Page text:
Report: Seminar “Secularization, Religion, State” Session 11

22 November, 2008 HANEDA Masashi, SAWAI Kazuaki, Secularization, Religion, State

The 11th session of the Seminar “Secularization, Religion, State” was held on November 17th.

This is the first seminar of the second semester. In this session, Dr. Kiyonobu Date (Fellow, Japan Society for the Promotion of Science) delivered a lecture, titled ‘‘Achievments of Professor Jean Baubérot and his attitude to laïcité studies, ’’. We aimed to build common ground on this issue before Professor Baubérot ‘s coming to Japan next week.

Dr. Date studies the situation of laïcité in France, and when he studied in France, Professor Baubérot was one of his supervisors. In this meaning, he might be a researcher knowing Professor Baubérot best in Japan.

At first, Dr.Date introduced Professor Baubérot’s career concisely. Professor Baubérot is a protestant as a minority in France, and perhaps it is certain that this fact is the one of his starting points of his laïcité studies. And also, Professor Baubérot was a member of the Stasi committee which played an important part in the approval of the headscarf ban in public space in 2004. It might be possible to say that he is an influential researcher as a recognized authority on laïcité studies in France.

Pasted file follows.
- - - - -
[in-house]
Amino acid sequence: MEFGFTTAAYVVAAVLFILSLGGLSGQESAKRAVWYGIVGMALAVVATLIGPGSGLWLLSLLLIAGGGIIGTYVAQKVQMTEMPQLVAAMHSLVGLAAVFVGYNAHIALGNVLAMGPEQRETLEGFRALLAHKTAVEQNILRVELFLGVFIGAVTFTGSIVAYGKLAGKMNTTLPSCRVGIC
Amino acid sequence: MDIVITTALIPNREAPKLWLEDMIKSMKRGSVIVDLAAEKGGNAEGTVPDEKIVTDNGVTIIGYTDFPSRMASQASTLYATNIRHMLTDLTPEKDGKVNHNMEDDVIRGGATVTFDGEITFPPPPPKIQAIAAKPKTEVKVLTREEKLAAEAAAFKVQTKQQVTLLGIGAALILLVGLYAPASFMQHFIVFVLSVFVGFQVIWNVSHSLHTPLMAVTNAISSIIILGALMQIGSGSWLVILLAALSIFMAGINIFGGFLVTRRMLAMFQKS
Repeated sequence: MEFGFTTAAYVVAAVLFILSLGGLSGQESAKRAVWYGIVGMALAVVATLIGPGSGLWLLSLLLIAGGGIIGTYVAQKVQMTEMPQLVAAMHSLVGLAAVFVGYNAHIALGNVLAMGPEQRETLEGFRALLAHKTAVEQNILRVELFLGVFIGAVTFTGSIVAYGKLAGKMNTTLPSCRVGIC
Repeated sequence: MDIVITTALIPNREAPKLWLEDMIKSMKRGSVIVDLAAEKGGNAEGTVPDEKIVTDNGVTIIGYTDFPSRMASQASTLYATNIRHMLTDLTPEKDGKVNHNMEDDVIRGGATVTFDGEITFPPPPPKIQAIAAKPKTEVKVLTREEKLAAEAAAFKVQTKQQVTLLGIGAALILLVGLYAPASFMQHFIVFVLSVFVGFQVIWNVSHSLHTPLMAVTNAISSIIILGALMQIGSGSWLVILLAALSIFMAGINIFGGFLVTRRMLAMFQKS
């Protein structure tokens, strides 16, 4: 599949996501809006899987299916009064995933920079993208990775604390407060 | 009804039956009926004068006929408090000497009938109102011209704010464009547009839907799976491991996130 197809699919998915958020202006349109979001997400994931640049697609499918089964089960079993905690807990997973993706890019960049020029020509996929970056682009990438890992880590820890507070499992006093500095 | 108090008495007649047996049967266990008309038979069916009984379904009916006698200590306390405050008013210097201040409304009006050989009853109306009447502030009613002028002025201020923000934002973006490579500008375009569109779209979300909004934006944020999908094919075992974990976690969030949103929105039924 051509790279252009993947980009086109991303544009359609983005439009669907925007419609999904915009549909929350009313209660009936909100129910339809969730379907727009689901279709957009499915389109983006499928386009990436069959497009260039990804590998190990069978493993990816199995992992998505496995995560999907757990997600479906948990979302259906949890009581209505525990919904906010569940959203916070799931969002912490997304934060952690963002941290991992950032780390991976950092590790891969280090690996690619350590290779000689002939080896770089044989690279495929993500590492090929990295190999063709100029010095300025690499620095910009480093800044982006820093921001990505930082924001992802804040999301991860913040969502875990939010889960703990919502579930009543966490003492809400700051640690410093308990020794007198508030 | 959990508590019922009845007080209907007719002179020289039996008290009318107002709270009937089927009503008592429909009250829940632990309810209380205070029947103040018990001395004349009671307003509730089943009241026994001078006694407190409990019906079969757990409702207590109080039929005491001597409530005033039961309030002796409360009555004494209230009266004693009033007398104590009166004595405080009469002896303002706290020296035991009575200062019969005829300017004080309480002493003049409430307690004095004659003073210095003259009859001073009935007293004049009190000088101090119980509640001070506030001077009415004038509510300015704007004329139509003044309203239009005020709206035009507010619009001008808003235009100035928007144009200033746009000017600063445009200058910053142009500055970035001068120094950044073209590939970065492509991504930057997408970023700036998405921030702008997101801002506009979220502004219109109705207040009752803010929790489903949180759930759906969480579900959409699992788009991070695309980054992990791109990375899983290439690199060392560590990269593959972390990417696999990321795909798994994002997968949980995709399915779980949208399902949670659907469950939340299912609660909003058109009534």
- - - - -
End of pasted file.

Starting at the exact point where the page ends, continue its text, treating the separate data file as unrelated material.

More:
To put it simply, Professor Baubérot’s attitude to laïcité studies is ‘‘demythologizing’’ it. Namely, he thinks that people’s image of laïcité can be changed by clarifying the difference between ‘‘memories of laïcité’’ and ‘‘the history of laïcité’’. This attitude has something common with Pierre Nora’s view on the past and history. In this meaning, Professor Baubérot’s understanding on laïcité is totally different from Louis Kapéran’s and Albert Bayet’s.

We can confirm it by his view on the Concordat of 1801 between Napoleon and Pope Pius VII. Professor Baubérot appreciates the Concordat of 1801 as ‘‘the Pluralism of Recognized Religions’’. This positive view is quite different from the understanding of Concordat by Henri Pena-Ruiz, who regards it as heading for the opposite direction from the aim of laïcité.

According to Dr. Date, Professor Baubérot often speaks on Islam in France. Professor Baubérot points out that the problem is not Islam itself, and Islam is a mirror which reflects the situation of laïcité of the day.

After Dr.Date’s lecture, we had productive discussions, for example on the main stream of laïcité studies in France, and on Professor Baubérot’s view on Islam. It was a significant opportunity for us in preparation for the seminar of Professor Baubérot next week.

reported by Kazuaki SAWAI

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